Fixing My Facebook: Why I Turned to Feedless for iOS
Losing focus on whatever you were doing, and possibly alienating the people you're hanging out with — or missing details in the TV show you're "watching" or the sporting event you're attending — is the most frequent way I see social media addiction rearing its head in real life.
Feedless, (a free iOS download with in-app purchases,) is a new app to save you from the infinite scroll of the Facebook, Twitter and Instagram news feeds in Facebook, Twitter and Instagram that can feel like quicksand, as your gaze is stuck on your smartphone.
How Feedless works
Feedless is an iOS content blocker that strips the news feeds out of social media. It removes Facebook's feed for free and charges $0.99 each per month for Twitter and Instagram (formerly $9.99 each per year).
After adding Feedless, your next step is to delete the apps for those social networking sites. Why? Well, privacy experts suggest you delete these apps from your phone because they can skim too much data from your account. But Feedless suggests it because the app works only on web-based versions of Facebook, Twitter and Instagram. And you'd delete the app from your phone for the same reason people who quit smoking cigarettes shouldn't keep a pack of smokes in a secret location: You're actually committed to making this setup work.
Instagram's feed vs Instagram with FeedlessFeedless runs exactly as you'd expect, replacing your news feeds and timelines with empty screens.
For Facebook, you can manage friend requests, change settings, view notifications and use the search function to look up what specific friends are doing. Of course, you can still post content.
Twitter users can post new tweets, and see three tabs: Search with trending topics, Notifications, and Direct Messages. Instagram users can add to their Story, create new posts, tap Watch All to see every Story post from their friends and view notifications.
Why use Feedless
Feedless isn't just for those trying to break the habit. If you're like me, you've grown tired of how Twitter and Instagram have adjusted the timeline with too many algorithmic tweaks. Now that Instagram throws day- to week-old posts in my timeline, Valentine's Day isn't just a day, but a nearly monthlong event. For Twitter, you can make and view your Lists on the desktop, which Twitter doesn't tweak.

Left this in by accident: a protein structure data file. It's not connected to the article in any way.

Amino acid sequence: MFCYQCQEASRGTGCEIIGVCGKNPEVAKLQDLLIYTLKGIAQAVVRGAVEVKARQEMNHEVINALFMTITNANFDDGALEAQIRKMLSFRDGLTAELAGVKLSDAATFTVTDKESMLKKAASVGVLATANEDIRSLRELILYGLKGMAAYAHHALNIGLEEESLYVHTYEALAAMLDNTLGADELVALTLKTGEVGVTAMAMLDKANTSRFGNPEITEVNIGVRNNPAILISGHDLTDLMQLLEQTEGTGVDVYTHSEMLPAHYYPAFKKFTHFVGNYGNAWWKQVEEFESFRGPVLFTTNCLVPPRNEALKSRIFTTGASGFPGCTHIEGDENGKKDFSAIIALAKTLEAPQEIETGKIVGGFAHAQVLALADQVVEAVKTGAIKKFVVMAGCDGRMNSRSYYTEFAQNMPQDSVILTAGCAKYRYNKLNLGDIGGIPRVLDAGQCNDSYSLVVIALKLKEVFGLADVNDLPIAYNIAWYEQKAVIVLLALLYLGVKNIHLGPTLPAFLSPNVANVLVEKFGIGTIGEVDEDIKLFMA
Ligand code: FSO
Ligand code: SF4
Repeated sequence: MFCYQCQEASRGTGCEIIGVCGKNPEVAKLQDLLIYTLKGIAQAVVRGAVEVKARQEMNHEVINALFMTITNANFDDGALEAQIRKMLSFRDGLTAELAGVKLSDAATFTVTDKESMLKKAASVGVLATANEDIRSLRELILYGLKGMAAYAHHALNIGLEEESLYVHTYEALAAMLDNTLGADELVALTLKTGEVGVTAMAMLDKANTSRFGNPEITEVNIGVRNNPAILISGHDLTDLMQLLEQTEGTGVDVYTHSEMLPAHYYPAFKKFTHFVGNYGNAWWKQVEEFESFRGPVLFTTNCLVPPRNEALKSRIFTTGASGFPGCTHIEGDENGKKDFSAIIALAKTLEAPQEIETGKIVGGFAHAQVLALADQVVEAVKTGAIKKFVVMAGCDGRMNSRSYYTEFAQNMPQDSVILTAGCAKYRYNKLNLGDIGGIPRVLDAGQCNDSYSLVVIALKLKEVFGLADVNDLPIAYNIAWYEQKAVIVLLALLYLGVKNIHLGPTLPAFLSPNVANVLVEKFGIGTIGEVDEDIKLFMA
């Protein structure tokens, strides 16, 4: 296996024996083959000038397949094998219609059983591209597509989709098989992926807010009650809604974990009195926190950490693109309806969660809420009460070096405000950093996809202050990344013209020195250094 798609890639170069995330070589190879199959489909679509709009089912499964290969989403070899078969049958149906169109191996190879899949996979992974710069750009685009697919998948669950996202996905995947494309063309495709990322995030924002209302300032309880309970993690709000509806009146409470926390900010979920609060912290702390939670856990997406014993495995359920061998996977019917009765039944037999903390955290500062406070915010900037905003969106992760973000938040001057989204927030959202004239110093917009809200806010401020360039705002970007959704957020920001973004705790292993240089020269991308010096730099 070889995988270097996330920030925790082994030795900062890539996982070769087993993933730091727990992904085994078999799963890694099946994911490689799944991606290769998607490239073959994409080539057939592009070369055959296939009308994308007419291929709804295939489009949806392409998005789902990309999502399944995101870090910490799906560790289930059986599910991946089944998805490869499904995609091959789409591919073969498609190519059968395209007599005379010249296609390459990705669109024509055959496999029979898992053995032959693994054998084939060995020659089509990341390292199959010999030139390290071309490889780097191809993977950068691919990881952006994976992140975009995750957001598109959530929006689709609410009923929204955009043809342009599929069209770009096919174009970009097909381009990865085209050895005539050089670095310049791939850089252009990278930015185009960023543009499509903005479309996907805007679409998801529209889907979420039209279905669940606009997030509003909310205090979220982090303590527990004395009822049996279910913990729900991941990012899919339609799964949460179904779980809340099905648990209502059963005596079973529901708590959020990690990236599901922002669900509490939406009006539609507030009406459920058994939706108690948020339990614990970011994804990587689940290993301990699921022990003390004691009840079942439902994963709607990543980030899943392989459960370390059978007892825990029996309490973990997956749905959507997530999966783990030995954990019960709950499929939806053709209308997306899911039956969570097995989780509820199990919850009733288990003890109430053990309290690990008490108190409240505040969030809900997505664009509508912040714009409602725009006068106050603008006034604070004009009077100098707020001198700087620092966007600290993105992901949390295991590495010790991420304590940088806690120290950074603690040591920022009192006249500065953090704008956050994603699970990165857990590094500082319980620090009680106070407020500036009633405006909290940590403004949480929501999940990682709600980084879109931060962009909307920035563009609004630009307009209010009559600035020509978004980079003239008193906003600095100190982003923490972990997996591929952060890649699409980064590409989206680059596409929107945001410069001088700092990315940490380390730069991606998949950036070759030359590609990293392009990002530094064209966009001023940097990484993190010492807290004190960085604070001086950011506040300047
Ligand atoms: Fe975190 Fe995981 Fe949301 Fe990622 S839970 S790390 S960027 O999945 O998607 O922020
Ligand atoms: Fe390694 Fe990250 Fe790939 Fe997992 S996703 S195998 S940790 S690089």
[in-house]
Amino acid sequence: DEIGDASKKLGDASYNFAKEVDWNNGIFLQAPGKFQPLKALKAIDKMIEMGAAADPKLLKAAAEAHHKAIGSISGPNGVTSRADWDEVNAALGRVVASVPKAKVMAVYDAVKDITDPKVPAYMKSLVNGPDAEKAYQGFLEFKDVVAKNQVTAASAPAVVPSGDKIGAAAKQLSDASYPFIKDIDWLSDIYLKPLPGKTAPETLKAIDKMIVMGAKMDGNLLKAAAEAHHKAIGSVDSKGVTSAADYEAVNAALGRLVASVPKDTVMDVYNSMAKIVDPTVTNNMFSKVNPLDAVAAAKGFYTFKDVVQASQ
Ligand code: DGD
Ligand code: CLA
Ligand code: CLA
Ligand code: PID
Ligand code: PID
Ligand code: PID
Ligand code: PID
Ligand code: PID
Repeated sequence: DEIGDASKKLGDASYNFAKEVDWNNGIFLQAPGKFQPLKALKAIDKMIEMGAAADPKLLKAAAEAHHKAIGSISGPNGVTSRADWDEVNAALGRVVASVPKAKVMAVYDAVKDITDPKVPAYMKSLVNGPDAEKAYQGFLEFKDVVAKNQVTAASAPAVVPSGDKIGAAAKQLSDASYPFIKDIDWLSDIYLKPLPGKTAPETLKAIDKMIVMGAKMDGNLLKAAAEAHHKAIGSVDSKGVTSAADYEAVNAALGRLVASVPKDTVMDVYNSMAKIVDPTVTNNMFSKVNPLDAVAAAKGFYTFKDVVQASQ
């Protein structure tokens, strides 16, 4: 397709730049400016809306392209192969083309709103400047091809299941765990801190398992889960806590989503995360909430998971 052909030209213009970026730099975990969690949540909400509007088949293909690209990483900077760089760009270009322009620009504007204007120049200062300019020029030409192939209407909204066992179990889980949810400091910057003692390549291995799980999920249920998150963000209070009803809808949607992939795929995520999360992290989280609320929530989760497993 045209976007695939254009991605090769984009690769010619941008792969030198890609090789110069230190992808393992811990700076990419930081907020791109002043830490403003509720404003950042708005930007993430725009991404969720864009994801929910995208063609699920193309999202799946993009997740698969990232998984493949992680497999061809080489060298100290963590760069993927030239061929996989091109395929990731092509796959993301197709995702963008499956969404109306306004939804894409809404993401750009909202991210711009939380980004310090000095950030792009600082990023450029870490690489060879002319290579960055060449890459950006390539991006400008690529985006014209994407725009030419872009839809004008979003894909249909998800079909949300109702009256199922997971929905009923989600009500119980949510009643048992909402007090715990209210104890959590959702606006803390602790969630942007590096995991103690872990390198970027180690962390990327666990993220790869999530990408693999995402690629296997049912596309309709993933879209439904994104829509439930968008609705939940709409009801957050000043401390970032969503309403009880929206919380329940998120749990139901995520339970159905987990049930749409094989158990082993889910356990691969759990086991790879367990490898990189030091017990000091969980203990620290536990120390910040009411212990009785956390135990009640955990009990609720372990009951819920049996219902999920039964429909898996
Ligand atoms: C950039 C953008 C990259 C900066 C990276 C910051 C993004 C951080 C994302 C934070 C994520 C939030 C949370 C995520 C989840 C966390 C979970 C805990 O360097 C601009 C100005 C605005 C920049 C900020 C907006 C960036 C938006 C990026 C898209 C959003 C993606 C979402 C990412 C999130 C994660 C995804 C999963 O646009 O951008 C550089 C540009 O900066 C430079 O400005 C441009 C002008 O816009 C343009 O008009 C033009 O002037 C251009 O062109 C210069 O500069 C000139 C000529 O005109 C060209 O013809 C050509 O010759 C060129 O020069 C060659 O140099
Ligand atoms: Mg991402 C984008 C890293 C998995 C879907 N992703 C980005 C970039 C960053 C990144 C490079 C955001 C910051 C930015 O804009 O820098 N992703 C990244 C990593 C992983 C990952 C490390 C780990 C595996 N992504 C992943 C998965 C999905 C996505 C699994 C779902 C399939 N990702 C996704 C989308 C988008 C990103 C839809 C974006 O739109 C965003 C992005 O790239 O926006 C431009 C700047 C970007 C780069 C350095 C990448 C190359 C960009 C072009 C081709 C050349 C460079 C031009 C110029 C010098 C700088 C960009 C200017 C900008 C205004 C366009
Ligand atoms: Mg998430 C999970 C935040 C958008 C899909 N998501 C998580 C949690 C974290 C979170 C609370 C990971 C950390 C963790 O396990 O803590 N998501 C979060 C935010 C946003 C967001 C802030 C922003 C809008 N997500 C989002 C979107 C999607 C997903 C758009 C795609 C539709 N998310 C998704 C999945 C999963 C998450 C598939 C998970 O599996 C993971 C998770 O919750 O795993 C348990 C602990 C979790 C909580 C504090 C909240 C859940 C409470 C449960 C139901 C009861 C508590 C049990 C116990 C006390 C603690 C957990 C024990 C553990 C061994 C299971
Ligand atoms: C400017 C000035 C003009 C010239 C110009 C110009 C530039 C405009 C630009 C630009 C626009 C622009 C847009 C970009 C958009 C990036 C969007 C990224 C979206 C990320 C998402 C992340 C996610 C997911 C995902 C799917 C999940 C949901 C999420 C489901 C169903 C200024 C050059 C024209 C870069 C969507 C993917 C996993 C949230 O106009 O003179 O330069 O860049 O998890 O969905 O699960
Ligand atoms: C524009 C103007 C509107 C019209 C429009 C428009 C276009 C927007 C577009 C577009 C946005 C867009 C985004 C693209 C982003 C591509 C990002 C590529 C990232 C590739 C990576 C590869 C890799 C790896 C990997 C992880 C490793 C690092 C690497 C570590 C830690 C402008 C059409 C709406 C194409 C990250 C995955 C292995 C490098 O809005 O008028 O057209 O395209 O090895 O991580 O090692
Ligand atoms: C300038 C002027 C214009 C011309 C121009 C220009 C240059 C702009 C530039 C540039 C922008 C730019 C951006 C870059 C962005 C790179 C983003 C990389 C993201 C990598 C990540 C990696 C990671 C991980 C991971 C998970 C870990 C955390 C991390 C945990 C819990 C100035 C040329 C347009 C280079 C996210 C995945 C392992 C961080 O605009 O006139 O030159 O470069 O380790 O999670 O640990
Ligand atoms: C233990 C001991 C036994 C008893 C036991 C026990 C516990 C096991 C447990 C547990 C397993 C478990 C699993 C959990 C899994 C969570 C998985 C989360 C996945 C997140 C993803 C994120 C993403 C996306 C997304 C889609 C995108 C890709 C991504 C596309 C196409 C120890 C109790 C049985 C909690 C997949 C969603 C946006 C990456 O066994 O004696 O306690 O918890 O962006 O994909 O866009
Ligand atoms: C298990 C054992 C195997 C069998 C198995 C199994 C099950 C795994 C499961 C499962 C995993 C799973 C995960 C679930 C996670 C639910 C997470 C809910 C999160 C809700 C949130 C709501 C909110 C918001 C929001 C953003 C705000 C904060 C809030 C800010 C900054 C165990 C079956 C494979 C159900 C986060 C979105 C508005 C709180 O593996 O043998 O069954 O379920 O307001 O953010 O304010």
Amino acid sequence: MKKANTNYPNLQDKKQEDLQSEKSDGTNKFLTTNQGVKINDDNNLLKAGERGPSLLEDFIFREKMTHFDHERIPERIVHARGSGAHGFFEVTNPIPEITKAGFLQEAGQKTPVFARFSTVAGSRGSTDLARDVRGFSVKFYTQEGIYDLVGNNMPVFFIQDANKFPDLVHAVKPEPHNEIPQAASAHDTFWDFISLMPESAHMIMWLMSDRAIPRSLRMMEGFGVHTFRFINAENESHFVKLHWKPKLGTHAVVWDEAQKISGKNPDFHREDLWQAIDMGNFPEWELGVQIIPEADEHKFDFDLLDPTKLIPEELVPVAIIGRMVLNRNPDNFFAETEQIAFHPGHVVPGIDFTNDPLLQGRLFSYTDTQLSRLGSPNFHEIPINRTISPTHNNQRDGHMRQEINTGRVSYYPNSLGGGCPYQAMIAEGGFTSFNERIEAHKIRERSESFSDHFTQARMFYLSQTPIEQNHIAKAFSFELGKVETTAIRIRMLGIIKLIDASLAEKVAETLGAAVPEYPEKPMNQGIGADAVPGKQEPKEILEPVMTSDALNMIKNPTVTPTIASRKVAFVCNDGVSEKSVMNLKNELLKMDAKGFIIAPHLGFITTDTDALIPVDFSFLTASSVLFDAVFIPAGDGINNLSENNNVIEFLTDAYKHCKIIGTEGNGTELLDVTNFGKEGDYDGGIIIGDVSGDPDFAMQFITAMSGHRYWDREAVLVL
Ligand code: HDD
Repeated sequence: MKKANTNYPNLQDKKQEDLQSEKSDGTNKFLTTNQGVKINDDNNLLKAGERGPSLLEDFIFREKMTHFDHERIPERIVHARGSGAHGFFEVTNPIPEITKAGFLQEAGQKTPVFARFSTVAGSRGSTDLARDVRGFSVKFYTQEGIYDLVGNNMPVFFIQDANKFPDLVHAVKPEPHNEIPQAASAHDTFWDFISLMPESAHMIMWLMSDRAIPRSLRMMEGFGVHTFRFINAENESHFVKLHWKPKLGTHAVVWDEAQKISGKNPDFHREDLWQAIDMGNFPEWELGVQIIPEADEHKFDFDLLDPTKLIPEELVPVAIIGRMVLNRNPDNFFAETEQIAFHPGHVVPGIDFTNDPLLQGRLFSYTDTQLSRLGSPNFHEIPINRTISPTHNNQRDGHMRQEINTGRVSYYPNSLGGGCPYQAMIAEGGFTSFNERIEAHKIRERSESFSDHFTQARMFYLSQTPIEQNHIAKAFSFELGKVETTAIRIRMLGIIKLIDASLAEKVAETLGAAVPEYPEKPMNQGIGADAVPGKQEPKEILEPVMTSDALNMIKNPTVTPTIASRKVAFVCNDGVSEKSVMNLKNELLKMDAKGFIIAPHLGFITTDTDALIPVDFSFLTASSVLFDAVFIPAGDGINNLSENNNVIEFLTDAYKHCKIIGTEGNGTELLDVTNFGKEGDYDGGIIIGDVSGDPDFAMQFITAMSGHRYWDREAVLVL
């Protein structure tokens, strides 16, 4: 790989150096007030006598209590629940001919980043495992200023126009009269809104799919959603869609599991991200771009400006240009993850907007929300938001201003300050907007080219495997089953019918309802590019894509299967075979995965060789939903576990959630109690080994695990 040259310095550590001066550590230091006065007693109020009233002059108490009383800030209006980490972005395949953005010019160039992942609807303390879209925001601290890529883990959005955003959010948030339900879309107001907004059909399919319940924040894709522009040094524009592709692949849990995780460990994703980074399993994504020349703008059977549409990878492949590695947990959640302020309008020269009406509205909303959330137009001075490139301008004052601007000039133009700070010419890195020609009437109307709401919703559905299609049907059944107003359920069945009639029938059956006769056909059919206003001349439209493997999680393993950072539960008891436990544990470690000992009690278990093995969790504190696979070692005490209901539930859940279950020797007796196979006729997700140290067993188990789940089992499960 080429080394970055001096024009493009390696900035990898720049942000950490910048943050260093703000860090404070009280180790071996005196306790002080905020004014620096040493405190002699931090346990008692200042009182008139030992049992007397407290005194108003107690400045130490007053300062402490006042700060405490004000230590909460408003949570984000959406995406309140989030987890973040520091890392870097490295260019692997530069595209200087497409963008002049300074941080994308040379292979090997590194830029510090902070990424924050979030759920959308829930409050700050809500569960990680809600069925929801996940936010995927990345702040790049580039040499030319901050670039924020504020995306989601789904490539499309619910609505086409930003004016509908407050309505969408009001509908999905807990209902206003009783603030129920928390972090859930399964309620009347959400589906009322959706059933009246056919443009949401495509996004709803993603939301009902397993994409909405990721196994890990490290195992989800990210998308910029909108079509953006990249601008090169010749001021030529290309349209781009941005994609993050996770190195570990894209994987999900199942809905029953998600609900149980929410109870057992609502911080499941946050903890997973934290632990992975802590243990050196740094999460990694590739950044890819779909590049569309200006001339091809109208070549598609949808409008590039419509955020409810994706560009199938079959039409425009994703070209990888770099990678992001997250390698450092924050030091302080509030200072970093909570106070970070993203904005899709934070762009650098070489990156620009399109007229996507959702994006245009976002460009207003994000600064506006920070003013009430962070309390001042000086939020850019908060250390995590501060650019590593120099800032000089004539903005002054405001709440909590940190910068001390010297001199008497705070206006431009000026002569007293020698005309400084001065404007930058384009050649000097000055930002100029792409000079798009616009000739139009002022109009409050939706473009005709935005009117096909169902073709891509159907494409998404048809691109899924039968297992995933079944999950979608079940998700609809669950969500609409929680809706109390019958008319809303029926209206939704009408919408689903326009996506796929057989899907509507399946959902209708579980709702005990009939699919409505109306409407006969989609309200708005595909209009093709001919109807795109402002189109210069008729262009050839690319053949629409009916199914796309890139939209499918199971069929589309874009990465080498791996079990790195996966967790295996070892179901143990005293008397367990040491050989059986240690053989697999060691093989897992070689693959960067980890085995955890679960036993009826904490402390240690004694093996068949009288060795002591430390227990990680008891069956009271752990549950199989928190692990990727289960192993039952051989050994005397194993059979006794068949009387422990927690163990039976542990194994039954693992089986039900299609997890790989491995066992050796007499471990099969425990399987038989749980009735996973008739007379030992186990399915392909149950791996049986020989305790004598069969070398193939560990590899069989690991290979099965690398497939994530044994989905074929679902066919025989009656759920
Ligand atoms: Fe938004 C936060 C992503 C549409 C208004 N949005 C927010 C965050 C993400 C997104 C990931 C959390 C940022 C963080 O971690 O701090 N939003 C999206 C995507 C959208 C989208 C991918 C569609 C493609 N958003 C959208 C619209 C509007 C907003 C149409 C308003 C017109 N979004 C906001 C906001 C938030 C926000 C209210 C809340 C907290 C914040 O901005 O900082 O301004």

Personally, my favorite aspect of Feedless is the chance to avoid spoilers for pro wrestling events that are taped weeks before they air. I've tried to use every single kind of filter that Twitter and Tweetbot offer, but I've learned that you can't trust people to use hashtags and that Twitter doesn't care about my aversion to spoilers and will put them in its "In case you missed it" section.
Twitter's feed vs Twitter.com with FeedlessWhy not just delete the apps altogether and move on with my life? Because I value the stuff that Feedless leaves behind: Twitter's direct messages, and any notifications about responses and comments I've received.
Annoyingly, Instagram's direct messages don't work in its web client, so you have to leave those behind. I've changed my Instagram profile to read "I don't see Instagram DMs; email me instead."
Does it work?
After a week of using Feedless, I found myself using the search function to actively find out what was going on with the friends I thought I hadn't heard from in a while. Viewing individual profiles allows you to actually see events in order, and not feel like you're jumping back and forth in time.
The Facebook news feed vs Facebook.com with FeedlessWhile this was an active way to feel less narcissistic — social media's focus on your notifications is even more self-centered than ever — I still felt a little guilty, and started taking moments to scroll the feed on my desktop more often.
Nobody's really commented on my lack of interaction on Facebook yet, but when I told the social media team at Tom's Guide about this experiment, they had a strong reaction, staring at me with shock tinted with anger. But I have to say, I love Facebook without Facebook. The feed streamlines the data, but I feel like I've got greater control of what I see.